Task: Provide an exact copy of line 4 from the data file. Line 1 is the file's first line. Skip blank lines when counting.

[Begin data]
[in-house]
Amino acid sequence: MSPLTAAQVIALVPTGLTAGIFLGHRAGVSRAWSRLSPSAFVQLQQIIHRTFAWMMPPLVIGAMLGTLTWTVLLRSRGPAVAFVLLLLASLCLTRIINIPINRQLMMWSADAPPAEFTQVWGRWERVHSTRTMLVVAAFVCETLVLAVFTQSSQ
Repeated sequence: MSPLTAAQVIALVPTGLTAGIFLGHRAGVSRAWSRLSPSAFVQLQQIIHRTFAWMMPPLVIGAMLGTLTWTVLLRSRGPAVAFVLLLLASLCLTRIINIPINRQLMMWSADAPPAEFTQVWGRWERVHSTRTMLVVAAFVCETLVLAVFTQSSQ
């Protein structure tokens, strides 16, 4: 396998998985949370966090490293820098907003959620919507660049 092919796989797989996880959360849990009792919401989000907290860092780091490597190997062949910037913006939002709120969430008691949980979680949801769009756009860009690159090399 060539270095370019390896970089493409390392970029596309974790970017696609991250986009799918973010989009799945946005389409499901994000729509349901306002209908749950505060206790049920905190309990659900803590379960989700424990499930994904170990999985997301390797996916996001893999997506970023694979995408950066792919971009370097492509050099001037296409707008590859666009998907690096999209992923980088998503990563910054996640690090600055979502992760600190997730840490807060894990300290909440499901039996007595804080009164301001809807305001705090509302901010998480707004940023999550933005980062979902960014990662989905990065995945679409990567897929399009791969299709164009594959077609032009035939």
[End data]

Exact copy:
């Protein structure tokens, strides 16, 4: 396998998985949370966090490293820098907003959620919507660049 092919796989797989996880959360849990009792919401989000907290860092780091490597190997062949910037913006939002709120969430008691949980979680949801769009756009860009690159090399 060539270095370019390896970089493409390392970029596309974790970017696609991250986009799918973010989009799945946005389409499901994000729509349901306002209908749950505060206790049920905190309990659900803590379960989700424990499930994904170990999985997301390797996916996001893999997506970023694979995408950066792919971009370097492509050099001037296409707008590859666009998907690096999209992923980088998503990563910054996640690090600055979502992760600190997730840490807060894990300290909440499901039996007595804080009164301001809807305001705090509302901010998480707004940023999550933005980062979902960014990662989905990065995945679409990567897929399009791969299709164009594959077609032009035939």